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Alex: June 2009 Archives

Genius Gear ShopWe've been teaching digital video workflows for a long time, and we've gotten good at finding the right hardware to make those workflows run smoothly.  Finally, we're proud to share our gear finds outside of our classroom: introducing the Genius Gear Shop.

We're starting out small.  Today, we're launching with just a couple of the products that our students have liked best.  For each product, we're working on an honest, hands-on video review to explain why we think it's worth a look -- and we'll give you a discounted price if you'd like to buy it directly from us.  

Speaking of videos, we're also selling video walkthroughs and completed project files of several of our tutorials.  You're more than welcome to tweak the project files for your own projects.

Read on for an introduction to some of our new products ... or head on over to the store and browse around!
In order for a text super to be readable, the text should (obviously) stand out from the picture that you composite it onto.  In some cases, you can manage this on a one-off basis: if you have a single title, for example, you can (and should) allow the specific picture for the title slide to dictate how you style your text.

Other times, you'll want to have more confidence that your text will stand out regardless of what picture happens to be underneath it.  For example, you might use subtitles, series titles, and multi-purpose templates like lower thirds over a variety of pieces of footage.  For that matter, imagine that the video under your title pans from, say, a (dark) mountain over to (bright) sky: you need for your text to be readable over both settings.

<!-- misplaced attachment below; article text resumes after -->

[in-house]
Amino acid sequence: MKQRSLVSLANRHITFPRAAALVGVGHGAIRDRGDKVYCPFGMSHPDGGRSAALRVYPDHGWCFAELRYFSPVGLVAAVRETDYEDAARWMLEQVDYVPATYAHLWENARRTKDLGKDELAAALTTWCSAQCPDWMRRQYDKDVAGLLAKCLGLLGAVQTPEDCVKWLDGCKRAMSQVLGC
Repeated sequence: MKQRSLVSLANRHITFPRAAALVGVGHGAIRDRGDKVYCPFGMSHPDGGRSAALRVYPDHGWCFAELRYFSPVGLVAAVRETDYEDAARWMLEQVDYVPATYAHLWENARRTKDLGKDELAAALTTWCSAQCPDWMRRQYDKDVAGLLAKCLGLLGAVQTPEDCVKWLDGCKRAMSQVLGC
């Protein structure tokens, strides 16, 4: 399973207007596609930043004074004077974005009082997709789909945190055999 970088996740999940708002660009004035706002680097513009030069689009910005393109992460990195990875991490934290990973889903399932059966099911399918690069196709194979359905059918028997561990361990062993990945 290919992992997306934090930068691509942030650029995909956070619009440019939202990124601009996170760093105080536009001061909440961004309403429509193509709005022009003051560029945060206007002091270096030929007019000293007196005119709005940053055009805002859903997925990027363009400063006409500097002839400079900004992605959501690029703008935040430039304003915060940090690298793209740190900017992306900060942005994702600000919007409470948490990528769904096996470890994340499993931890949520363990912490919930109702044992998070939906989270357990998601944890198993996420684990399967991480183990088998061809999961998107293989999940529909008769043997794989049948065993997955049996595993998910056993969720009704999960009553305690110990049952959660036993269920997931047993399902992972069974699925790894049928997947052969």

Traditionally, folks have improved the contrast of their text using treatments like heavy, high-contrast outlines (see, for example, many subtitles); drop shadows; and heavy-handed styles like bevels.  All of these approaches can be useful, but there are a couple of strategies that might allow you to make more subtle choices that are still visually acceptable.

Read on for some theory and a couple of tips ...
Last week, a former student called with a question. He was trying to have a line draw on screen, from the top down. He did this by keyframing the scale and position of the line he wanted, but he found that his line kept wanting to scale from the top and bottom instead of just from top down.

There are two solutions to his problem, and both are important enough that I wanted to share them with all of our readers interested in Motion.  First, he could use the shape's anchor point to fix his problem with scaling. But there's also a completely separate approach to this problem, that might be more useful.
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This page is a archive of recent entries written by Alex in June 2009.

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